The CGI models of the Republic attack gunships, had to be extremely detailed to withstand viewer scrutiny during closeups. ILM even crafted a version with a fully decked out interior, which was used as the background, for new bluescreen elements of the actors, aboard the gunships, shot during additional photography in London. The real-life gunship interior sets, were left in Sydney, Australia, so these new shots required digital gunship interiors.
This marks the first (chronological) time that Obi-Wan Kenobi cuts off an enemy's gun hand in a bar filled with people who fall silent and then return to their business. The second (chronological) time is in Star Wars: Episode IV - A New Hope (1977) where he and Luke Skywalker meet Han Solo.
The yellow speeder that Anakin and Obi-Wan use, while chasing Zam Wesell, appears to be inspired by the yellow '32 Ford coupe from George Lucas' American Graffiti (1973).
To efficiently communicate the damage sustained by the Trade Federation core ship blasted out of the sky, two versions of the computer-generated vessel were made. One bore its standard paint job. The other was the "distressed" version, with carbon scoring damage painted across the surface. Both were animated performing the same movement, and the compositors used animated mattes to gradually reveal the damaged ship from "behind" the intact one, covering the transitions with composited fire and explosion effects.
During the scene set in the Lars homestead dining room, Owen Lars asks Anakin "Where are you going?", as he is the first one to leave the table. This is a reference to a similar scene in Star Wars: Episode IV - A New Hope (1977) when Luke becomes anxious to leave, and Aunt Beru asks where he's going.
In the Blu-ray commentary, it is stated that some original scripts of the movie had the joking title of "Episode II - Jar Jar's Big Adventure."
Reshoots were performed in March 2001. During this time, a new action sequence was developed featuring the droid factory after George Lucas had decided that the film lacked a quick enough pace in the corresponding time-frame. The sequence's previsualization was rushed, and the live-action footage was shot within four and a half hours.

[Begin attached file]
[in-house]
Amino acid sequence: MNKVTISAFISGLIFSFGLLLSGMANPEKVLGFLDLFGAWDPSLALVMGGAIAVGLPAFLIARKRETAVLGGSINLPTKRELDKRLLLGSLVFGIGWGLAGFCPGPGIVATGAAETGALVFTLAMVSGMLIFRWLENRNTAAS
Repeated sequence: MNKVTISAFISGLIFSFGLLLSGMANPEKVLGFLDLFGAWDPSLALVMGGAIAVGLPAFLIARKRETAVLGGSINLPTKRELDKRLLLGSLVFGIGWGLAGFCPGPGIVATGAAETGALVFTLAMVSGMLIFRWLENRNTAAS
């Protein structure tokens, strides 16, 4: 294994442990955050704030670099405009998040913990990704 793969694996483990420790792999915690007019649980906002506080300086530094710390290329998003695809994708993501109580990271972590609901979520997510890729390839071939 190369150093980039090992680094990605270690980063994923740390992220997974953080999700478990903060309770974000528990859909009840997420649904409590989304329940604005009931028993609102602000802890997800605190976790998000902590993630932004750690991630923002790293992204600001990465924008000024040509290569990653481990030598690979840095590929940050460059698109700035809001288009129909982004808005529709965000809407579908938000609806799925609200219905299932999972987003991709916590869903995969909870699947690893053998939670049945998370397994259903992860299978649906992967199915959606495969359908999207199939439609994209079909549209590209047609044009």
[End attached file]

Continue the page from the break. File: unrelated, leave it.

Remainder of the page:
6 of 6 found this interesting Interesting? | Share this
Share this: Facebook  |  Twitter  |  Permalink
R4-P17, Obi-Wan's astromech droid, was originally going to be destroyed during the execution scene at the Geonosian arena. The droid also was supposed to possess an actual body, whereas in the finished film, R4 is just a stationary head built into the ship.
6 of 6 found this interesting Interesting? | Share this
Share this: Facebook  |  Twitter  |  Permalink
According to an internet rumor at the time, the original opening had Padmé's spacecraft exploding via hand-held detonator (Jango Fett's) before landing. This was altered, as it was uncomfortably similar to a reported terrorist attack to a commuter train. Portions of the opening scenes were re-filmed, that now featured the ship landing and the reason for detonation appearing vague. Steve John Shepherd was cast as the Naboo Lieutenant, and Mike Savva returned, as the accompanying Naboo Officer, having previously played a Naboo Guard in Star Wars: Episode I - The Phantom Menace (1999).
Since Obi-Wan is ten years older than in Star Wars: Episode I - The Phantom Menace (1999), Ewan McGregor grew a beard, and let his hair grow slightly longer for Star Wars: Episode II - Attack of the Clones (2002), same for Star Wars: Episode III - Revenge of the Sith (2005), slightly in contrast to how Obi-Wan appeared in the original trilogy.
Dexter Jettster's surname comes from George Lucas nickname for his son Jett. The character was partly inspired by Hollywood legend Ernest Borgnine and Mel, the gruff chef, as played by Vic Tayback from Alice (1976). Another hidden reference to this series can be found on the droid waitress WA-7: her name-tag reads 'Flo' in the Star Wars font 'Aurebesh'.
The Tatooine garage in which Luke cleaned the droids in Star Wars: Episode IV - A New Hope (1977) was rebuilt for this movie, but not completely: while the foreground and background were complete sets in the original film, only the foreground was rebuilt for Episode II; the background is digital.
Ben Burtt experimented with using drumbeats and percussion sounds to underscore the Droid factory sequence. When George Lucas told him to put in traditional effects instead, the scenes ended up accompanied by temp music from John Williams Star Wars: Episode V - The Empire Strikes Back (1980) score.
Because of George Lucas' method of creating shots through various departments and sources that are sometimes miles and years apart from each other, this became the first film ever to be produced through what Rick McCallum called "virtual filmmaking."
5 of 5 found this interesting Interesting? | Share this
Share this: Facebook  |  Twitter  |  Permalink
In the bar scene, Obi-Wan chops off Zem Wessell's arm. This foreshadowed the cantina scene in "Star Wars: Episode IV - A New Hope" which Obi-Wan chopped off Ponda Baba's arm.
5 of 5 found this interesting Interesting? | Share this
Share this: Facebook  |  Twitter  |  Permalink
Count Dooku (Christopher Lee) reveals that Qui-Gon Jinn (Liam Neeson) had been his apprentice. Lee died on June 7, 2015; Liam Neeson's 63rd birthday.